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j-dog

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About j-dog

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  1. Is it possible to argue that the loan agreement was void as it was put in place through undue influence by the bank, rather than trying to set aside the guarantee itself? I found the following definition that would apply: "Where the transaction is obviously not to the benefit of the vulnerable party but confers a great advantage to the party in a fiduciary position, the law will raise a presumption that the transaction was entered as a result of some sort of abuse of the relationship. This requirement used to be expressed in terms of manifest disadvantage. "
  2. Having read up a bit, the undue influence might be an angle. There are 2 elements to this. We were rushed when we first arranged the bridging loan as we needed it in place quickly and we had to sign the guarantee in its unlimited state before they would agree it. We trusted the bank that this was necessary in respect of the bridging loan but did not consider the future impact as we knew that would be paid off quickly. The second was that the guarantee was used as security for a loan that was only put in place under protest, knowing full well we were fully disadvantaged by it but that w
  3. "All of the debtor's liabilities to the Bank of any kind and in any currency (whether present or future, actual or contingent)...." They also have "The bank may without consent of or notice to the guarantor, and without releasing or reducing the liability to he Bank of the Guarantor under this deed :-" and then list a load of arrangements they can make with the debtor to increase their liability, without us needing to know about it. The guarantee is a Limited Guarantee by Individual - does this not make me a consumer as it is a personal guarantee? BTW - the limit is the amount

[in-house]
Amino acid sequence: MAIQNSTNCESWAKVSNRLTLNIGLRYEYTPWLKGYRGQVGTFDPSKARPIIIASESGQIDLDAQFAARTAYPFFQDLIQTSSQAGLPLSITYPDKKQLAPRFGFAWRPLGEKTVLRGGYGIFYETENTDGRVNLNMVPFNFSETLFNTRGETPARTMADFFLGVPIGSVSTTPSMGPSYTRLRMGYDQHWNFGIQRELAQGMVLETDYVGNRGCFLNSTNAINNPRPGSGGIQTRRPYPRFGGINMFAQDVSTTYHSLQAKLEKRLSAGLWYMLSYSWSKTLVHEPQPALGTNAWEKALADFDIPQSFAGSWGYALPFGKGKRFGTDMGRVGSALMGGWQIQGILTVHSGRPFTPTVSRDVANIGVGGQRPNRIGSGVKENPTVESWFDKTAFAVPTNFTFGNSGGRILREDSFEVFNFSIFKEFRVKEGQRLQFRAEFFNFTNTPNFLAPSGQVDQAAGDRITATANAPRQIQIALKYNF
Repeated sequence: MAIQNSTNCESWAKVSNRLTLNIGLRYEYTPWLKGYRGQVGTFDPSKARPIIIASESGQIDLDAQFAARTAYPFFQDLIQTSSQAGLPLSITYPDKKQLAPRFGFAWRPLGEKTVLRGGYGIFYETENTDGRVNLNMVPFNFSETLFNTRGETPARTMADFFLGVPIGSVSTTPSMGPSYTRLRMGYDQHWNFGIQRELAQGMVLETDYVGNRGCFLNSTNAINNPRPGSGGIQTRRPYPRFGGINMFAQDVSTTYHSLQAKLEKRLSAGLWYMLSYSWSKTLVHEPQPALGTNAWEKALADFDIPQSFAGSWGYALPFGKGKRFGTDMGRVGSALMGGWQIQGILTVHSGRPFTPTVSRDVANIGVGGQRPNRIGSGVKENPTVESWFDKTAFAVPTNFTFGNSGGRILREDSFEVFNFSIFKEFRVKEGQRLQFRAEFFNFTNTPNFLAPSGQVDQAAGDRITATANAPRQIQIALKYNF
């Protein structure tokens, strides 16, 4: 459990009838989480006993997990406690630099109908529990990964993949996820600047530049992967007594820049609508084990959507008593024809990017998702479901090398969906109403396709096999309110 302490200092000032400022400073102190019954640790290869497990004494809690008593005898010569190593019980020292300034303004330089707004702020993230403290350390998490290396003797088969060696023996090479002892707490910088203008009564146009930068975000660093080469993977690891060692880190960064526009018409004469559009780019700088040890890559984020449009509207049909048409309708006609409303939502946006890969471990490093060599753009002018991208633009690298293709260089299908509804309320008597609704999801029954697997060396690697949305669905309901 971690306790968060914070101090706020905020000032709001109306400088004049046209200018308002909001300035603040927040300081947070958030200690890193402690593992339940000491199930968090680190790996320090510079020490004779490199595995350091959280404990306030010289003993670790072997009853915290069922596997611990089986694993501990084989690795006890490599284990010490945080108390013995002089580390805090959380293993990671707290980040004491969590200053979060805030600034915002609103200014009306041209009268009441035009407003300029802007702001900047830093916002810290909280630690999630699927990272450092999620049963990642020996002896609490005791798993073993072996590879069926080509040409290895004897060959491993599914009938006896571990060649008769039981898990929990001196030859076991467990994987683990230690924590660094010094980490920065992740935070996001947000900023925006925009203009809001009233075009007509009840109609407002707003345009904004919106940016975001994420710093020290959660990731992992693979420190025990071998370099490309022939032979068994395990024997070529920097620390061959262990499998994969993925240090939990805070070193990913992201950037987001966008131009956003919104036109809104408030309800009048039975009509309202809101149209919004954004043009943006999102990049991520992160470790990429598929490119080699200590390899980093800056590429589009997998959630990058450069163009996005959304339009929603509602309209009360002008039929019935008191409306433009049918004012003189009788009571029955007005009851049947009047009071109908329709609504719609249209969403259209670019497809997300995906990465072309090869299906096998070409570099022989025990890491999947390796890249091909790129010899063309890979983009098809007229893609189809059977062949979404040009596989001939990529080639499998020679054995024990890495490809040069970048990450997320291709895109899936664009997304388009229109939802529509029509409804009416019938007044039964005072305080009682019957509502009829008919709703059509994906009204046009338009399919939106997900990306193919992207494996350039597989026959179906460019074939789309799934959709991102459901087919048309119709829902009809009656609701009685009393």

4. I will do that. What do you mean by "at Director level"? Is that to a named director rather than just through the customer service route?
  5. Thinking more about your question - at the time we didn't know about the perpetuity clause and didn't cancel the guarantee formally when we should have as we assumed that paying off the loan would automatically also cancel the guarantee. Naïve.
  6. I wasn't aware of the perpetuity clause but the time they made us sign a form to say we did not want to have legal advice and that we were signing as fully empowered directors involved in the business. We needed that bridging loan quickly so we didn't take as much care as we should have. No - we didn't formally cancel the guarantee as soon as the loan was paid off. I have some correspondence from the bank acknowledging the loan was being paid off but nothing relating anything back to the PG. Stupid. They seem to have made us sign all the right forms to give them absolute power
  7. I am not sure if anyone can give me any advice on how I can defend a personal guarantee claim from Natwest? In 2006 the ltd company for which I was a director took out a bridging loan from Natwest for 2 months whilst we waited for funds from a secured loan with a different asset management company. The loan came through within 2 months and the Natwest loan was fully repaid. The asset loan has also since been repaid. However, the guarantee said it exists for perpetuity until the director dies and the bank referred to it as security in a subsequent overdraft facility. It
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